Processed meat may make asthma symptoms worse, according to a study, and since asthma symptoms are worst at night, this is problematic. Tyramine, an amino acid that triggers the body to release norepinephrine, is abundant in processed meats. A neurotransmitter that primes the body for action is norepinephrine. When we are asleep, it is at its lowest. Therefore, any chemical whose concentration rises before bed may severely impair sleep.
10. Foods with a High Glycemic Index
Simply defined, meals that have a high glycemic index raise our blood sugar levels. They can be found in many different meals, such as bread, prepared foods, foods high in processed sugar, etc.
It is fair to say that eating meals high in processed sugar has been connected to insomnia. Your body releases hormones in response to changes in your blood sugar levels, which might disturb your sleep by changing the hormone levels in your body. High sugar foods may make you desire to urinate more frequently if you have diabetes, which will cause you to wake up from sleep more frequently and interrupt the quality of your sleep.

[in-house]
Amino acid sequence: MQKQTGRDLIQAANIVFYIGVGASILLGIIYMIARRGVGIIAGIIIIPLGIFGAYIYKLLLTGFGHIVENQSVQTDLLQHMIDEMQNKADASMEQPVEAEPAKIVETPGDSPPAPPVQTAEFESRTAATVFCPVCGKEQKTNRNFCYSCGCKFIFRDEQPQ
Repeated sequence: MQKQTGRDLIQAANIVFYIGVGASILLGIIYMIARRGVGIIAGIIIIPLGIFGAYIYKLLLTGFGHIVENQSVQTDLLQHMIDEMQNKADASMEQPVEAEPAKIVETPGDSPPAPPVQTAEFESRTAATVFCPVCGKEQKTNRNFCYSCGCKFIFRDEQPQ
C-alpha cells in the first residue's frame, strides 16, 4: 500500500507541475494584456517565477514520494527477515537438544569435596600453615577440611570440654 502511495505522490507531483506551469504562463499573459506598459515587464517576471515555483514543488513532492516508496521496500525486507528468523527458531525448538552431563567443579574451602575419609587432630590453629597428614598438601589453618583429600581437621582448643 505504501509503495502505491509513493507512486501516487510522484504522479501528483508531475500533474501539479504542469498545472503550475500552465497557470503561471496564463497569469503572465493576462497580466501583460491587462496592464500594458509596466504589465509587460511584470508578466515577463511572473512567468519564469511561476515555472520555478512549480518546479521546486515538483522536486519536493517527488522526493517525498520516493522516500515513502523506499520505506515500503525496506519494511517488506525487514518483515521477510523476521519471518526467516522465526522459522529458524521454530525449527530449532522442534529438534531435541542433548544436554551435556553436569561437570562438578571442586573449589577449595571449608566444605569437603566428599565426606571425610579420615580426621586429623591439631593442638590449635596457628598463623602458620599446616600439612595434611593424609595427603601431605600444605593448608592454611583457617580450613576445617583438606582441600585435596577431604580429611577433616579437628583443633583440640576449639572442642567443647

Tomatoes are immune-boosting, anti-inflammatory foods, but they also contain a lot of tyramine, much like processed meat. Your brain should be less active while you are sleeping, but this protein makes the neurotransmitter norepinephrine more readily available.
Water can interfere with your ability to sleep, as you may already be aware. Just before night, if you drink a lot of water, you’ll feel full and have the want to use the restroom. It can be detrimental to your sleep quality to get up frequently.